A lot of work has been done to speed up DOM performance which should have helped here. Duncan: Can you still see any slowdowns with FF3 compared to FF2? If the only remaining issue is that we now start layout sooner I don't think we should keep this bug open.
My results just now (averaging five runs) were Empty loop FF2: 869 Latest FF3: 667 5K rectangles FF2: 1659 Latest FF3: 2997 5K text elements FF2: 1856 Latest FF3: 9304 5K HTML divs FF2: 1072 Latest FF3: 504 Let me just repeat that exercise on a different PC because I do seem to get different behaviour on my work laptop vs home desktop. Versions used are FF2 Mozilla/5.0 (Windows; U; Windows NT 5.1; en-GB; rv:188.8.131.52) Gecko/20061204 Firefox/184.108.40.206 and FF3 Mozilla/5.0 (Windows; U; Windows NT 5.1; en-US; rv:1.9b5pre) Gecko/2008030706 Minefield/3.0b5pre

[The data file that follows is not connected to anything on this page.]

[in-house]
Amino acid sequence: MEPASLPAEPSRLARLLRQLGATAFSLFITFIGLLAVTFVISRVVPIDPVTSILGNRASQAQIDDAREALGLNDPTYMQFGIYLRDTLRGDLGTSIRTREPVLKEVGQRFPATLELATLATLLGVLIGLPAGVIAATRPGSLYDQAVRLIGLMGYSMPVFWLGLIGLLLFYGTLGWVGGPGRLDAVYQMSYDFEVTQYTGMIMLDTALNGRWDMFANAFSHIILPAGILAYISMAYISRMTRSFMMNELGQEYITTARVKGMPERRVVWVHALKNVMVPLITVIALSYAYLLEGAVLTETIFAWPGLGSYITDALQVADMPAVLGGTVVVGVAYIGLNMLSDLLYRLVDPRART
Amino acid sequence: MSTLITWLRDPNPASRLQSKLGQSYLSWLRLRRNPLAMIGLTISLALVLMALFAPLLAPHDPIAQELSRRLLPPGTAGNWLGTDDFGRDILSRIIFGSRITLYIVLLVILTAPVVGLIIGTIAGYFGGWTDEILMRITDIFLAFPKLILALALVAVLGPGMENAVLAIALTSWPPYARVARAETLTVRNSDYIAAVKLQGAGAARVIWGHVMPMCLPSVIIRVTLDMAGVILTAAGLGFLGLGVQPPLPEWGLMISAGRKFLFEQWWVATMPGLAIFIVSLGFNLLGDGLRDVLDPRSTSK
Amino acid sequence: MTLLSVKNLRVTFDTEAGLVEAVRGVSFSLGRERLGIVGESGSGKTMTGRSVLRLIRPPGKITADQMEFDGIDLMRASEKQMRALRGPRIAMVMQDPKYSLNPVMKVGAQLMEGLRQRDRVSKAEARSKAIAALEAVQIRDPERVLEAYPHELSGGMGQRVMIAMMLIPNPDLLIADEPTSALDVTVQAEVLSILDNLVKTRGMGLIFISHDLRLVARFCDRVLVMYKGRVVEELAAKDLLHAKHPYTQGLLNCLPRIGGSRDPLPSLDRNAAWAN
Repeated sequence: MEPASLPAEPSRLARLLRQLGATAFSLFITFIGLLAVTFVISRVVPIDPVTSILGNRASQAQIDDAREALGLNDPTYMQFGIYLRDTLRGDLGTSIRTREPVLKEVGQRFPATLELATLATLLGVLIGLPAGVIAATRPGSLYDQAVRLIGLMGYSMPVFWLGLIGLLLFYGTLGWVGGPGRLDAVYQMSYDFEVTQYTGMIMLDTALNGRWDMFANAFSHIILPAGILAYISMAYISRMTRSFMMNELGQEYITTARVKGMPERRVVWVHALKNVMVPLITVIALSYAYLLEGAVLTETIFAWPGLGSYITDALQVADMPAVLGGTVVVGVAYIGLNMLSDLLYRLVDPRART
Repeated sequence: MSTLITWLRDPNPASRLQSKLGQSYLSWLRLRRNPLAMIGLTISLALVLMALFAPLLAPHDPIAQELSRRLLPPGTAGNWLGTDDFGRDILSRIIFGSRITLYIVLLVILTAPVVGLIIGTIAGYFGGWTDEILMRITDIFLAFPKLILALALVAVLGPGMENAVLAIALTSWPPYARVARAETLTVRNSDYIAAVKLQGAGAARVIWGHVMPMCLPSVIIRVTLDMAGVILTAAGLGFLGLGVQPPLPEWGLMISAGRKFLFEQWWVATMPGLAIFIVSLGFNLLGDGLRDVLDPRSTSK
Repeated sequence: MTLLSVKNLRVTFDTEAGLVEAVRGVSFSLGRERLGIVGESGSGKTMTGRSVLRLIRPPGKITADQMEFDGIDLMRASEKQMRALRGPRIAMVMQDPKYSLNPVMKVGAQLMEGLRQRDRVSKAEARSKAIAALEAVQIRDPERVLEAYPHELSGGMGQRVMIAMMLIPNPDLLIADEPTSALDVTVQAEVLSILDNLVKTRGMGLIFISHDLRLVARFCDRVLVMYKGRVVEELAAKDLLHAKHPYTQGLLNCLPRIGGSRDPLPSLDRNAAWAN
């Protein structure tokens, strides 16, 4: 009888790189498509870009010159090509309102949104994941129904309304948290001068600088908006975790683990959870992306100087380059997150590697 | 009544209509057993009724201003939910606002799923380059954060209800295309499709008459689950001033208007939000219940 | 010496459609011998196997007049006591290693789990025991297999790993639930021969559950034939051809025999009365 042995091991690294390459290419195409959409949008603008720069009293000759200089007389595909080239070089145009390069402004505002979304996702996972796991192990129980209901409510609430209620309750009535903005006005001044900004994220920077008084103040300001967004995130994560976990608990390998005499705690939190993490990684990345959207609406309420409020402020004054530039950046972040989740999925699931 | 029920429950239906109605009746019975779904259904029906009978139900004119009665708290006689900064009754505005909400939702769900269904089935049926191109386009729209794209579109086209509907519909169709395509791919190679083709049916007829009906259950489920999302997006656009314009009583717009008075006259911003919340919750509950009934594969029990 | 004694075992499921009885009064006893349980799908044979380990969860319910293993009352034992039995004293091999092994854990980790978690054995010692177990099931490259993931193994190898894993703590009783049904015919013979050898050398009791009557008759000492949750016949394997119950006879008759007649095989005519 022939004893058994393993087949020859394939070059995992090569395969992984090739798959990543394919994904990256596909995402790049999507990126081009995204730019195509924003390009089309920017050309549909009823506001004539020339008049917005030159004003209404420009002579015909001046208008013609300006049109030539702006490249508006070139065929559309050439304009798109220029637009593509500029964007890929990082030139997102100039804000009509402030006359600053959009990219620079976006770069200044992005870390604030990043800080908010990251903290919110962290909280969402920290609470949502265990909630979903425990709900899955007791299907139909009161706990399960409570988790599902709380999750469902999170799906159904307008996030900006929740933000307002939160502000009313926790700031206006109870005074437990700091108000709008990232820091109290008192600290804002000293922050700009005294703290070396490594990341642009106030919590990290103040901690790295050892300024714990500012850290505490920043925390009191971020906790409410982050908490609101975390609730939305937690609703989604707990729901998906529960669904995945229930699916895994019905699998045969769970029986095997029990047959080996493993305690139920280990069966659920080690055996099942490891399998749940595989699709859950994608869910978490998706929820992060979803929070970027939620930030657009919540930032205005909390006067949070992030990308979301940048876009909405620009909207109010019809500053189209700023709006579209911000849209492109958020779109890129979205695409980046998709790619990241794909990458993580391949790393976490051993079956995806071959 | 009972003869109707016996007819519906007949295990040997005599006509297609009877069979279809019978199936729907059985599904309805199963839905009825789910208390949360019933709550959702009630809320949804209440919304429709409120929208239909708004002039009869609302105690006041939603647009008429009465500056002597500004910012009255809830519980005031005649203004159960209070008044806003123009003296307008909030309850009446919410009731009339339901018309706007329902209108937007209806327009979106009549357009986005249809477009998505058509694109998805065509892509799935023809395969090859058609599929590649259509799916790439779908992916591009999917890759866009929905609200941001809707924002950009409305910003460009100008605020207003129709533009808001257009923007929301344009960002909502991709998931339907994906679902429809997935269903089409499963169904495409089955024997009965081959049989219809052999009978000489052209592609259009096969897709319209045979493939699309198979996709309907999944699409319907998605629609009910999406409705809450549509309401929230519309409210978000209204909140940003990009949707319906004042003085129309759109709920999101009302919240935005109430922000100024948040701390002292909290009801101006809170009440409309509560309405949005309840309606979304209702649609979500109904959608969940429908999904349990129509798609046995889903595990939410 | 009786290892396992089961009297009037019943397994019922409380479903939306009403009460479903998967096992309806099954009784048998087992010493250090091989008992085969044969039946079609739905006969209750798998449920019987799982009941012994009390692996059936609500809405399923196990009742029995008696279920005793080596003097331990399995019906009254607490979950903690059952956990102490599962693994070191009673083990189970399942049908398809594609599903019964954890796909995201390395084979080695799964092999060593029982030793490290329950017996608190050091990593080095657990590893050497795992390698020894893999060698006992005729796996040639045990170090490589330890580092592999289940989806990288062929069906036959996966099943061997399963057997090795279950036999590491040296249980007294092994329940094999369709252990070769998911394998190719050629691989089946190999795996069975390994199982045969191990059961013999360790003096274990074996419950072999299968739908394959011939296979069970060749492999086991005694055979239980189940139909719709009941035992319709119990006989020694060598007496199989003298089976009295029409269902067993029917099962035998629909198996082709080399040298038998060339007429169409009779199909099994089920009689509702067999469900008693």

OK, different PC, same version of trunk but using FF 220.127.116.11 (Mozilla/5.0 (Windows; U; Windows NT 5.1; en-US; rv:18.104.22.168) Gecko/20071127 Firefox/22.214.171.124) Empty loop FF2: 1236 Latest FF3: 910 5K rectangles FF2: 1188 Latest FF3: 1231 5K text elements FF2: 1360 Latest FF3: 3687 5K HTML divs FF2: 756 Latest FF3: 292
Using the last attachment, https://bugzilla.mozilla.org/attachment.cgi?id=259109, the trunk beats FF2 on everything, SVG included. The two differences in that attachment are (i) it uses suspendRedraw and unsuspendRedraw and (ii) it uses insertBefore instead of appendChild. Here's my suggestion. From my naive perspective, I don't see (i) why appendChild couldn't be fixed to be as quick as insertBefore and (ii) why a change couldn't be made so that, in effect, suspendRedraw is automatically called whenever a script begins to run and unsuspendRedraw called when a script finishes (or if it alerts). In other words, stop doing layout while a script is running because nobody will see it. If neither of those things can be done, let's close the bug and accept we've gone as far as we can. If one or both of those things can be done let's close this bug anyway and file new bugs for those ideas (unless they're covered elsewhere).